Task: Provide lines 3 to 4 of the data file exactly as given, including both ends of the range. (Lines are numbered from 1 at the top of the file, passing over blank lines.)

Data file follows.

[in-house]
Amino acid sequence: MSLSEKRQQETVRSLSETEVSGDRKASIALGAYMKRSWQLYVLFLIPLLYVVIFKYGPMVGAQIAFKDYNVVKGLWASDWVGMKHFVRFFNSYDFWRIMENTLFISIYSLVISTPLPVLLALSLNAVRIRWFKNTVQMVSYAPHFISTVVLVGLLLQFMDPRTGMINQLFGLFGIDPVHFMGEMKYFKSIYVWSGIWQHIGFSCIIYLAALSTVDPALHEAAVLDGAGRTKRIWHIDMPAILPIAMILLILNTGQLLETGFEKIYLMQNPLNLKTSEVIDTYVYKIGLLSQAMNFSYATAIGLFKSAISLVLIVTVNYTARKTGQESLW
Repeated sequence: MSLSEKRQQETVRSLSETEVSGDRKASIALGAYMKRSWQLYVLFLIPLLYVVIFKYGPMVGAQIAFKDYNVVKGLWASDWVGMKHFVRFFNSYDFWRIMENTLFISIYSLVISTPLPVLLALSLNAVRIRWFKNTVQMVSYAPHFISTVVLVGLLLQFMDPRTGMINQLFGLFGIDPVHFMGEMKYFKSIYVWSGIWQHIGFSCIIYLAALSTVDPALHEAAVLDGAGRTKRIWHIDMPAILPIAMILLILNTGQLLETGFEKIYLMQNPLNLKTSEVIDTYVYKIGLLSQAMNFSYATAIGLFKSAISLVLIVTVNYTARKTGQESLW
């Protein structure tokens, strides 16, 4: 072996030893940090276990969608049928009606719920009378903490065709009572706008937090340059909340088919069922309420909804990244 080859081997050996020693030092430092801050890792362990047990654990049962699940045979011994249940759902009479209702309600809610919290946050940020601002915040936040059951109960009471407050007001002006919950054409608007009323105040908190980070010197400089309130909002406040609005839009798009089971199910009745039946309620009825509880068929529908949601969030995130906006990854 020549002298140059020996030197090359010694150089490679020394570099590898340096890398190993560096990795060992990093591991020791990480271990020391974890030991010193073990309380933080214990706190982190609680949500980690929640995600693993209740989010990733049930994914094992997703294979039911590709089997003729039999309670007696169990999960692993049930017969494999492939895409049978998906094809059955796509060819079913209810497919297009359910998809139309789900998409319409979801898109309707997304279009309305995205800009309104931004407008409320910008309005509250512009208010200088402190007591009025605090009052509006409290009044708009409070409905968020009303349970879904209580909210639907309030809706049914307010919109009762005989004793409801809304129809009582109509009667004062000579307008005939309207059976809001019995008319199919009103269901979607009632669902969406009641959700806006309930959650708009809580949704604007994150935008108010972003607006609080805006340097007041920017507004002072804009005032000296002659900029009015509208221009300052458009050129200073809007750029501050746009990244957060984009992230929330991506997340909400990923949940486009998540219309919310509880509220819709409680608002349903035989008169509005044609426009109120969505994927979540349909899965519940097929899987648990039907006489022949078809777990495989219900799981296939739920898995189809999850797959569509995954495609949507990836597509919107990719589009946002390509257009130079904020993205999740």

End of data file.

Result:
Repeated sequence: MSLSEKRQQETVRSLSETEVSGDRKASIALGAYMKRSWQLYVLFLIPLLYVVIFKYGPMVGAQIAFKDYNVVKGLWASDWVGMKHFVRFFNSYDFWRIMENTLFISIYSLVISTPLPVLLALSLNAVRIRWFKNTVQMVSYAPHFISTVVLVGLLLQFMDPRTGMINQLFGLFGIDPVHFMGEMKYFKSIYVWSGIWQHIGFSCIIYLAALSTVDPALHEAAVLDGAGRTKRIWHIDMPAILPIAMILLILNTGQLLETGFEKIYLMQNPLNLKTSEVIDTYVYKIGLLSQAMNFSYATAIGLFKSAISLVLIVTVNYTARKTGQESLW
């Protein structure tokens, strides 16, 4: 072996030893940090276990969608049928009606719920009378903490065709009572706008937090340059909340088919069922309420909804990244 080859081997050996020693030092430092801050890792362990047990654990049962699940045979011994249940759902009479209702309600809610919290946050940020601002915040936040059951109960009471407050007001002006919950054409608007009323105040908190980070010197400089309130909002406040609005839009798009089971199910009745039946309620009825509880068929529908949601969030995130906006990854 020549002298140059020996030197090359010694150089490679020394570099590898340096890398190993560096990795060992990093591991020791990480271990020391974890030991010193073990309380933080214990706190982190609680949500980690929640995600693993209740989010990733049930994914094992997703294979039911590709089997003729039999309670007696169990999960692993049930017969494999492939895409049978998906094809059955796509060819079913209810497919297009359910998809139309789900998409319409979801898109309707997304279009309305995205800009309104931004407008409320910008309005509250512009208010200088402190007591009025605090009052509006409290009044708009409070409905968020009303349970879904209580909210639907309030809706049914307010919109009762005989004793409801809304129809009582109509009667004062000579307008005939309207059976809001019995008319199919009103269901979607009632669902969406009641959700806006309930959650708009809580949704604007994150935008108010972003607006609080805006340097007041920017507004002072804009005032000296002659900029009015509208221009300052458009050129200073809007750029501050746009990244957060984009992230929330991506997340909400990923949940486009998540219309919310509880509220819709409680608002349903035989008169509005044609426009109120969505994927979540349909899965519940097929899987648990039907006489022949078809777990495989219900799981296939739920898995189809999850797959569509995954495609949507990836597509919107990719589009946002390509257009130079904020993205999740």